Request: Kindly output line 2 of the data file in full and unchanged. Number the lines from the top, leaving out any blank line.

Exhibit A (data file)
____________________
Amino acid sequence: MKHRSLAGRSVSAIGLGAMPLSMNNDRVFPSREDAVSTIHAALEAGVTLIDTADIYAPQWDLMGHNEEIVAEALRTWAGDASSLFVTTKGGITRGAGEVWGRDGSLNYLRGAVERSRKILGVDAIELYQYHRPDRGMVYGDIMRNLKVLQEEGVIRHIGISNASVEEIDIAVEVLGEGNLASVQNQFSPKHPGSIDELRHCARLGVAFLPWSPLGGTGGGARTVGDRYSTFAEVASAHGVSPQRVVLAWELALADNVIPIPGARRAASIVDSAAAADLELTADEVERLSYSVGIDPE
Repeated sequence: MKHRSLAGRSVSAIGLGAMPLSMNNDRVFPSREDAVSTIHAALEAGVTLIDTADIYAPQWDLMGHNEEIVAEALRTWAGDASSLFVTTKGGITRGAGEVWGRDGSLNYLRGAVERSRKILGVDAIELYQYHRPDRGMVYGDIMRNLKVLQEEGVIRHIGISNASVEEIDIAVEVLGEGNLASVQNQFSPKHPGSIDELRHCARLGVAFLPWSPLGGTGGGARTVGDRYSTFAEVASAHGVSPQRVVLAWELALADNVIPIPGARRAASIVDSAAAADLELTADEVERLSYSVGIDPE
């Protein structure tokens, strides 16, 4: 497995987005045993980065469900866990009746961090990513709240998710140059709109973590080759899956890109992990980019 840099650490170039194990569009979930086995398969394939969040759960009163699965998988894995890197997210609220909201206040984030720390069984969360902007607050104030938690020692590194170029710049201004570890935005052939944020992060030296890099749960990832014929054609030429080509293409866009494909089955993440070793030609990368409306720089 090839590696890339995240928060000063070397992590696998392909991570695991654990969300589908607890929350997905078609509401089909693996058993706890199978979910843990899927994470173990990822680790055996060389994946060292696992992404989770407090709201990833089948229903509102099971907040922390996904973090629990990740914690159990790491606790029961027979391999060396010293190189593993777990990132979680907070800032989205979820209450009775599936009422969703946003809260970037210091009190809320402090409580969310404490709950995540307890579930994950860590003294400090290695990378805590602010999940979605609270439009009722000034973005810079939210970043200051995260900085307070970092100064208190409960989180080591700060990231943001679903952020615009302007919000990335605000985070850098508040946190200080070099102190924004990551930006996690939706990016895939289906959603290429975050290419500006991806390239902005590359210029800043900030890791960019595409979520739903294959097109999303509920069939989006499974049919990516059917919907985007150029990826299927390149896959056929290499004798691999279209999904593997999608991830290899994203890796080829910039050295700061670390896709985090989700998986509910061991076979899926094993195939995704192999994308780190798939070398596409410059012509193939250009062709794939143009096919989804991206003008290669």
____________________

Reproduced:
Repeated sequence: MKHRSLAGRSVSAIGLGAMPLSMNNDRVFPSREDAVSTIHAALEAGVTLIDTADIYAPQWDLMGHNEEIVAEALRTWAGDASSLFVTTKGGITRGAGEVWGRDGSLNYLRGAVERSRKILGVDAIELYQYHRPDRGMVYGDIMRNLKVLQEEGVIRHIGISNASVEEIDIAVEVLGEGNLASVQNQFSPKHPGSIDELRHCARLGVAFLPWSPLGGTGGGARTVGDRYSTFAEVASAHGVSPQRVVLAWELALADNVIPIPGARRAASIVDSAAAADLELTADEVERLSYSVGIDPE